Nathan Bass Feb. 5, 2013, 9:24pm

MONTPELIER, Vermont (Legal Newsline) - The Vermont Supreme Court found that because a landlord's notice of default was defective, the landlord was not entitled to rent accrued after the wrongful eviction.

Justice John Dooley wrote the Jan. 25 opinion for the unanimous five-member Court.

"Mad Partners, LLC and Chris Pierson (collectively, lessor) leased a restaurant and residential condominium to defendants Fifth Son Corporation and J. Michael Henzel (collectively, lessee) for a two-year period beginning January 1, 2009.

"Until March 2010, lessee operated a restaurant called "Miguel's at Sugarbush" in the leased commercial building, and stayed in the condominium irregularly.

"Lessor and lessee signed two separate leases, one for the restaurant and one for the condominium, but each lease provided that default on either one would allow lessor to exercise default rights under both. The leases differed, however, in how lessor was to give notice if he wished to exercise such rights.

"Article XI of the restaurant lease provided that in the case of an "Event of Default," which included nonpayment of rent for a specified period:

"Lessor ... may give written notice to Lessee specifying the occurrence giving rise to such Event of Default ... and stating that this Agreement and terms hereby demised shall expire and terminate on the date specified in such notice, which shall be at least twenty (20) days after the giving of such notice . ...

"It went on to describe how lessee could cure the default before that specified date.

"Article 5 of the condominium lease, by contrast, provided:

"If the Lessee shall neglect or fail to perform any of its covenants, and in particular if any monthly installment of rent be overdue and unpaid, the Lessor may, immediately or at any time thereafter, give notice pursuant to State statutes for Lessee to vacate the premises . ...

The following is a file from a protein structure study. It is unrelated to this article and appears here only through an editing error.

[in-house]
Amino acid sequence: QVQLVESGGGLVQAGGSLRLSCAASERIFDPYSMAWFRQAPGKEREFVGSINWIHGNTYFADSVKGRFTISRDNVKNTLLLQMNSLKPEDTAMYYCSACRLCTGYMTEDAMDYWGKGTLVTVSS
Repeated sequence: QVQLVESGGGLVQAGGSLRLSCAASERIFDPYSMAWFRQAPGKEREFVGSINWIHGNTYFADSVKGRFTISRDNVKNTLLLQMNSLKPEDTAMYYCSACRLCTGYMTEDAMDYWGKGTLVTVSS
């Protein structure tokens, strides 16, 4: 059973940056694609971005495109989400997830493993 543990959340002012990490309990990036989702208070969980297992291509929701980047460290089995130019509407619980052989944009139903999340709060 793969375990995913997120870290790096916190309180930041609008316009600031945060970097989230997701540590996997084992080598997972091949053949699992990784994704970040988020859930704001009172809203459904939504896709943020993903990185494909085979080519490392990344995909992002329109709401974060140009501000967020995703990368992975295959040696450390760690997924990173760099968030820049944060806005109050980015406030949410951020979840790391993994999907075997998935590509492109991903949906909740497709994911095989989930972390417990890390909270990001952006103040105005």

Lessor, Mad Partners and Pierson, fell behind on rent and as of March 5, 2010, was in default on the lease of both the restaurant and the condominium. Lessee, Fifth Son and Henzel, mailed what was characterized as a notice of default that date.

For unknown reasons, the Postal Service's three attempts at delivery of the notice were not received by the lessee and the Postal Service eventually stamped the envelope "unclaimed." At some point after, according to the opinion, lessee called lessor to discuss and lessee learned that he was about to be evicted from both properties.

"On March 28, 2010 - the same day that he emailed the notice - lessor locked lessee out of both premises. After that date, he did not allow lessee to access the properties to retrieve any items.

"This action began when the Vermont Small Business Development Corporation (VSBDC) filed suit against both lessor and lessee based on a default on a loan to lessee. Lessor then cross-claimed against lessee for rent, damages, utility costs, interest, and attorney's fees. Lessee, in turn, cross-claimed against lessor for lost profits due to a wrongful eviction and conversion of personal property left on the premises.

"The suits by VSBDC settled as to both defendants, but the case between lessor and lessee continued.

After the trial court judge granted partial summary judgment to Leesee, holding that Lessor, Mad Partners, had wrongfully evicted Lessee from the premises due to the form and delivery of the notice of eviction, the rest of the claims were tried before a jury.